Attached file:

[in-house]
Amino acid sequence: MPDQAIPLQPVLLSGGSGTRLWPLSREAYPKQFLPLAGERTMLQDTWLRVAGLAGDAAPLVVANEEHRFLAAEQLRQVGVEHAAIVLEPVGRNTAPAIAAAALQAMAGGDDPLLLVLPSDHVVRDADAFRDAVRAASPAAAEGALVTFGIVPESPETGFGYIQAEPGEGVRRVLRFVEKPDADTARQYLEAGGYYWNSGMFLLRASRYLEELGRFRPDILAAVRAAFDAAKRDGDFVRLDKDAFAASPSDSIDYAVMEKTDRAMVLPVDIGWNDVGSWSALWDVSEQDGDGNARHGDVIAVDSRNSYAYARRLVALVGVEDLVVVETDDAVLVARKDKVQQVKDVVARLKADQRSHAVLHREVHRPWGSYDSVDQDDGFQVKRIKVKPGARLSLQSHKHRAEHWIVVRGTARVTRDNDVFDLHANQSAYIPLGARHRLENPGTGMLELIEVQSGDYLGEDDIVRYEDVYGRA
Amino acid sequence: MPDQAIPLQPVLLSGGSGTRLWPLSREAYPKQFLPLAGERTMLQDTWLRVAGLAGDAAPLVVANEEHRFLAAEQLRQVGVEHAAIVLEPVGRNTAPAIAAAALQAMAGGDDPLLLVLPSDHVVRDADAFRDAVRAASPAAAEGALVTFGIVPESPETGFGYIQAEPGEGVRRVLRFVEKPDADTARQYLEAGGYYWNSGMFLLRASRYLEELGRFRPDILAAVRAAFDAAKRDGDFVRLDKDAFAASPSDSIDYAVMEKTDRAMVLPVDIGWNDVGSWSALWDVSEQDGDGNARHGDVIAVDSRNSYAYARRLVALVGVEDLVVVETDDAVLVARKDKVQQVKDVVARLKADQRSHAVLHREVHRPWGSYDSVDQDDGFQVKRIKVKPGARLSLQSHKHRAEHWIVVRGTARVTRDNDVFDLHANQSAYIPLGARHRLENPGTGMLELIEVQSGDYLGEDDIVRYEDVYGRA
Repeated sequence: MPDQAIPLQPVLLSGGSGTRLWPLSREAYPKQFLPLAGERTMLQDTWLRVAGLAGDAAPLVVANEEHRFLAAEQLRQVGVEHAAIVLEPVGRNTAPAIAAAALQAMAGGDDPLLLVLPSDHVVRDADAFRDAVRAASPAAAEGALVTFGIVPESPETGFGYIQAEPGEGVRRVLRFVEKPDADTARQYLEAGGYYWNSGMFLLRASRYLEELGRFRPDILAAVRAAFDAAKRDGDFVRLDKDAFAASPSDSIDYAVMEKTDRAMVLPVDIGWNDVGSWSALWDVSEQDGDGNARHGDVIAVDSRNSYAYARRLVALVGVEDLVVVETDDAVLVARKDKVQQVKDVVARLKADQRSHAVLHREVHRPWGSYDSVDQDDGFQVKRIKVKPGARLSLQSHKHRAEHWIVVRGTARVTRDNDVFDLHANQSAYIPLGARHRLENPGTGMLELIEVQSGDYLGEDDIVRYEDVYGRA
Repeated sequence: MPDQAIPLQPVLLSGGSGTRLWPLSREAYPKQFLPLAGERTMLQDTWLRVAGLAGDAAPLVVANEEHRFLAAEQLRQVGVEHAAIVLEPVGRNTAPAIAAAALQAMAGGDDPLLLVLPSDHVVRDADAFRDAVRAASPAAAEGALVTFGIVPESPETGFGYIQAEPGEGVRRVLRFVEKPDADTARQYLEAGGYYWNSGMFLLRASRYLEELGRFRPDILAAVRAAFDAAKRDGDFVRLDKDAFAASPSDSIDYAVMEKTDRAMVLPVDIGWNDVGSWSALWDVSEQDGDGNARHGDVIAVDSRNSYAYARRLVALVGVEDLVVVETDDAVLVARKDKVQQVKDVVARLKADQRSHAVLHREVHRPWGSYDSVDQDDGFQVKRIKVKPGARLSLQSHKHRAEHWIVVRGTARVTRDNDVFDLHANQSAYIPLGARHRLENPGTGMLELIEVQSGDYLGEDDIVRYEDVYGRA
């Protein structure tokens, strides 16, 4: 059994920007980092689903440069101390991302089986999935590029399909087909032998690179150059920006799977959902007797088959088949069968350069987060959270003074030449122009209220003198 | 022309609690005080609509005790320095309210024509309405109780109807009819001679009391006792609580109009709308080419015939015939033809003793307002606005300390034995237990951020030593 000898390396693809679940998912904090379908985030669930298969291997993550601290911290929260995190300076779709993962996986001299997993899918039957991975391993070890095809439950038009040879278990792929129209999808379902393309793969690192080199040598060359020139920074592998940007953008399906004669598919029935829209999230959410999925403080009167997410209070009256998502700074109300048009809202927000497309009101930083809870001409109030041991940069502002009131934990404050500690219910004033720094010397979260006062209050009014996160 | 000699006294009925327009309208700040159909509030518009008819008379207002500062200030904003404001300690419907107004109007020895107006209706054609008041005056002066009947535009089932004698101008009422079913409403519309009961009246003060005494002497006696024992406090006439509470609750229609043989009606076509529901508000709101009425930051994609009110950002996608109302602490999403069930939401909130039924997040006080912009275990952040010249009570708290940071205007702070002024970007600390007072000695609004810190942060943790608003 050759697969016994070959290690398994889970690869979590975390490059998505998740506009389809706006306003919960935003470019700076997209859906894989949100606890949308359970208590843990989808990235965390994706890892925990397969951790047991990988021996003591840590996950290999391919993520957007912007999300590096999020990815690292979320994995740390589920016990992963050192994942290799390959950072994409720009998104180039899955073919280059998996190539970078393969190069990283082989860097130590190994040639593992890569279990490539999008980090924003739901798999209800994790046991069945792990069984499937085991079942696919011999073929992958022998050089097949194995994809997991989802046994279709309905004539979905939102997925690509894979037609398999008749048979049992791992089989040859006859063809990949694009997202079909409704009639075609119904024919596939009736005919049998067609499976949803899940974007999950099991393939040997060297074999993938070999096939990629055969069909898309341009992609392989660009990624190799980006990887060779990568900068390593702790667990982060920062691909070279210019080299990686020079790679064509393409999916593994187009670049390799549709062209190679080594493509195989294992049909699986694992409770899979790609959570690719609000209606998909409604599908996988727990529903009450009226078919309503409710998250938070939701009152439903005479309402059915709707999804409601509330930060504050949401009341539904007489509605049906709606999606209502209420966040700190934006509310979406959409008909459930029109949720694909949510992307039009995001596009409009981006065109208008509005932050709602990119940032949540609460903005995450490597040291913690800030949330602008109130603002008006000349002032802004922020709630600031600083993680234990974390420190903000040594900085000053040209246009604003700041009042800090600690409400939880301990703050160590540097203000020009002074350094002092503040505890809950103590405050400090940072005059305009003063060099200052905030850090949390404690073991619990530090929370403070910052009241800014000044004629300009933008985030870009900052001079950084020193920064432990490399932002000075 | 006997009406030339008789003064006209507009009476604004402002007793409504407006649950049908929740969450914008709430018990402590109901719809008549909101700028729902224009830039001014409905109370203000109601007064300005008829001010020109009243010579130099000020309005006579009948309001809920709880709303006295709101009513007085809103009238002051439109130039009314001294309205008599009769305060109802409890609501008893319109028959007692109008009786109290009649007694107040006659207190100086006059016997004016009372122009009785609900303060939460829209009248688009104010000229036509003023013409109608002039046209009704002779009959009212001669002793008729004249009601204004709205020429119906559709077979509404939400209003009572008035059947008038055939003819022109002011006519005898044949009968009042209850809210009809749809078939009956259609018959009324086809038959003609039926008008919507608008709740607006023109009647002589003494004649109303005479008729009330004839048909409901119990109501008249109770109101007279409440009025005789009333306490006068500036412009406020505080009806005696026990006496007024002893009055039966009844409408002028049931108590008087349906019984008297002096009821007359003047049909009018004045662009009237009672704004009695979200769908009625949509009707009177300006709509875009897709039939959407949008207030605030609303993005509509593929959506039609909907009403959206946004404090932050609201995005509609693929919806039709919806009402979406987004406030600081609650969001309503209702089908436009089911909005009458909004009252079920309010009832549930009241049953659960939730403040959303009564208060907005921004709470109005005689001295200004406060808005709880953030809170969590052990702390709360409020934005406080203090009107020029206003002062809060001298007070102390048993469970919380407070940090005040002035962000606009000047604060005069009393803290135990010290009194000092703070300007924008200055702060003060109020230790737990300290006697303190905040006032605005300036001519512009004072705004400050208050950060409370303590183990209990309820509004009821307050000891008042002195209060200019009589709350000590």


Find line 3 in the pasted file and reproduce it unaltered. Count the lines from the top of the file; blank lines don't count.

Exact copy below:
Amino acid sequence: MPDQAIPLQPVLLSGGSGTRLWPLSREAYPKQFLPLAGERTMLQDTWLRVAGLAGDAAPLVVANEEHRFLAAEQLRQVGVEHAAIVLEPVGRNTAPAIAAAALQAMAGGDDPLLLVLPSDHVVRDADAFRDAVRAASPAAAEGALVTFGIVPESPETGFGYIQAEPGEGVRRVLRFVEKPDADTARQYLEAGGYYWNSGMFLLRASRYLEELGRFRPDILAAVRAAFDAAKRDGDFVRLDKDAFAASPSDSIDYAVMEKTDRAMVLPVDIGWNDVGSWSALWDVSEQDGDGNARHGDVIAVDSRNSYAYARRLVALVGVEDLVVVETDDAVLVARKDKVQQVKDVVARLKADQRSHAVLHREVHRPWGSYDSVDQDDGFQVKRIKVKPGARLSLQSHKHRAEHWIVVRGTARVTRDNDVFDLHANQSAYIPLGARHRLENPGTGMLELIEVQSGDYLGEDDIVRYEDVYGRA